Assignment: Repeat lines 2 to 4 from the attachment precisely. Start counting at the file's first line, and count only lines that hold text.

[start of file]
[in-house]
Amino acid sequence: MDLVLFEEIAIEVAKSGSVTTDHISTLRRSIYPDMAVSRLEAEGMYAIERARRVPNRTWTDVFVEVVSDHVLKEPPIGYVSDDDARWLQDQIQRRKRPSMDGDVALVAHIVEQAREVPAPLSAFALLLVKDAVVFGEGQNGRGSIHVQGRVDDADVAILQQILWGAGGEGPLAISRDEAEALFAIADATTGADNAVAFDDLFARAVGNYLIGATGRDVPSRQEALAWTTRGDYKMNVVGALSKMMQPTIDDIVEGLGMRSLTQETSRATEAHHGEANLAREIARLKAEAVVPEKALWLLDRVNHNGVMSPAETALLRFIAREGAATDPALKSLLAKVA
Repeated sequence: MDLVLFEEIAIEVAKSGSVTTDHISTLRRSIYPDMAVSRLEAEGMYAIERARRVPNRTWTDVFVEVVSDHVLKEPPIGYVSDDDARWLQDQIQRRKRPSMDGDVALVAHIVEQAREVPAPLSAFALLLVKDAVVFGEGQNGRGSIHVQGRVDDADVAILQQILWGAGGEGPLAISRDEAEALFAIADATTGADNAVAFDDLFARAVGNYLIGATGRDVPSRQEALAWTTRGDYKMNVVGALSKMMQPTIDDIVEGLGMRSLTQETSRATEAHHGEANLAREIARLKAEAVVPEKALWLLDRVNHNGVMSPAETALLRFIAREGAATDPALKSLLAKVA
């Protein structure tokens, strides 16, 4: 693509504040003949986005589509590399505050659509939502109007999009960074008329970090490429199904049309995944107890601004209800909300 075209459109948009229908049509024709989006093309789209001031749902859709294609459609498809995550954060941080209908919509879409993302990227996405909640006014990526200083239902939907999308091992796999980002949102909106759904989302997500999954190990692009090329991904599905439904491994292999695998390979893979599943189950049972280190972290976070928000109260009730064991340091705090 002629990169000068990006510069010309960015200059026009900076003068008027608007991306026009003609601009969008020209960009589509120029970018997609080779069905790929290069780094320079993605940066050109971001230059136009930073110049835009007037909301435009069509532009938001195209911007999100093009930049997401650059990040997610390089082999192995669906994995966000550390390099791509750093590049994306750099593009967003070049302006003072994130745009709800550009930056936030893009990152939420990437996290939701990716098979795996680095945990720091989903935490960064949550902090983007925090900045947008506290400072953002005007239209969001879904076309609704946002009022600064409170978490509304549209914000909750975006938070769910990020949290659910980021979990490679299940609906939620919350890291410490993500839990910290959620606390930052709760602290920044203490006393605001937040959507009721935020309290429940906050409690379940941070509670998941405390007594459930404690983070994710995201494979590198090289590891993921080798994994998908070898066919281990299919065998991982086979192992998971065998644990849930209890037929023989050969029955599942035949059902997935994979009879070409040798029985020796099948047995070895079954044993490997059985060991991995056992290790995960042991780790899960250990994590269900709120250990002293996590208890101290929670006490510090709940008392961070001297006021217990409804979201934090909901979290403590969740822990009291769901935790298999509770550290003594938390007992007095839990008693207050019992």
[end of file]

Amino acid sequence: MDLVLFEEIAIEVAKSGSVTTDHISTLRRSIYPDMAVSRLEAEGMYAIERARRVPNRTWTDVFVEVVSDHVLKEPPIGYVSDDDARWLQDQIQRRKRPSMDGDVALVAHIVEQAREVPAPLSAFALLLVKDAVVFGEGQNGRGSIHVQGRVDDADVAILQQILWGAGGEGPLAISRDEAEALFAIADATTGADNAVAFDDLFARAVGNYLIGATGRDVPSRQEALAWTTRGDYKMNVVGALSKMMQPTIDDIVEGLGMRSLTQETSRATEAHHGEANLAREIARLKAEAVVPEKALWLLDRVNHNGVMSPAETALLRFIAREGAATDPALKSLLAKVA
Repeated sequence: MDLVLFEEIAIEVAKSGSVTTDHISTLRRSIYPDMAVSRLEAEGMYAIERARRVPNRTWTDVFVEVVSDHVLKEPPIGYVSDDDARWLQDQIQRRKRPSMDGDVALVAHIVEQAREVPAPLSAFALLLVKDAVVFGEGQNGRGSIHVQGRVDDADVAILQQILWGAGGEGPLAISRDEAEALFAIADATTGADNAVAFDDLFARAVGNYLIGATGRDVPSRQEALAWTTRGDYKMNVVGALSKMMQPTIDDIVEGLGMRSLTQETSRATEAHHGEANLAREIARLKAEAVVPEKALWLLDRVNHNGVMSPAETALLRFIAREGAATDPALKSLLAKVA
């Protein structure tokens, strides 16, 4: 693509504040003949986005589509590399505050659509939502109007999009960074008329970090490429199904049309995944107890601004209800909300 075209459109948009229908049509024709989006093309789209001031749902859709294609459609498809995550954060941080209908919509879409993302990227996405909640006014990526200083239902939907999308091992796999980002949102909106759904989302997500999954190990692009090329991904599905439904491994292999695998390979893979599943189950049972280190972290976070928000109260009730064991340091705090 002629990169000068990006510069010309960015200059026009900076003068008027608007991306026009003609601009969008020209960009589509120029970018997609080779069905790929290069780094320079993605940066050109971001230059136009930073110049835009007037909301435009069509532009938001195209911007999100093009930049997401650059990040997610390089082999192995669906994995966000550390390099791509750093590049994306750099593009967003070049302006003072994130745009709800550009930056936030893009990152939420990437996290939701990716098979795996680095945990720091989903935490960064949550902090983007925090900045947008506290400072953002005007239209969001879904076309609704946002009022600064409170978490509304549209914000909750975006938070769910990020949290659910980021979990490679299940609906939620919350890291410490993500839990910290959620606390930052709760602290920044203490006393605001937040959507009721935020309290429940906050409690379940941070509670998941405390007594459930404690983070994710995201494979590198090289590891993921080798994994998908070898066919281990299919065998991982086979192992998971065998644990849930209890037929023989050969029955599942035949059902997935994979009879070409040798029985020796099948047995070895079954044993490997059985060991991995056992290790995960042991780790899960250990994590269900709120250990002293996590208890101290929670006490510090709940008392961070001297006021217990409804979201934090909901979290403590969740822990009291769901935790298999509770550290003594938390007992007095839990008693207050019992």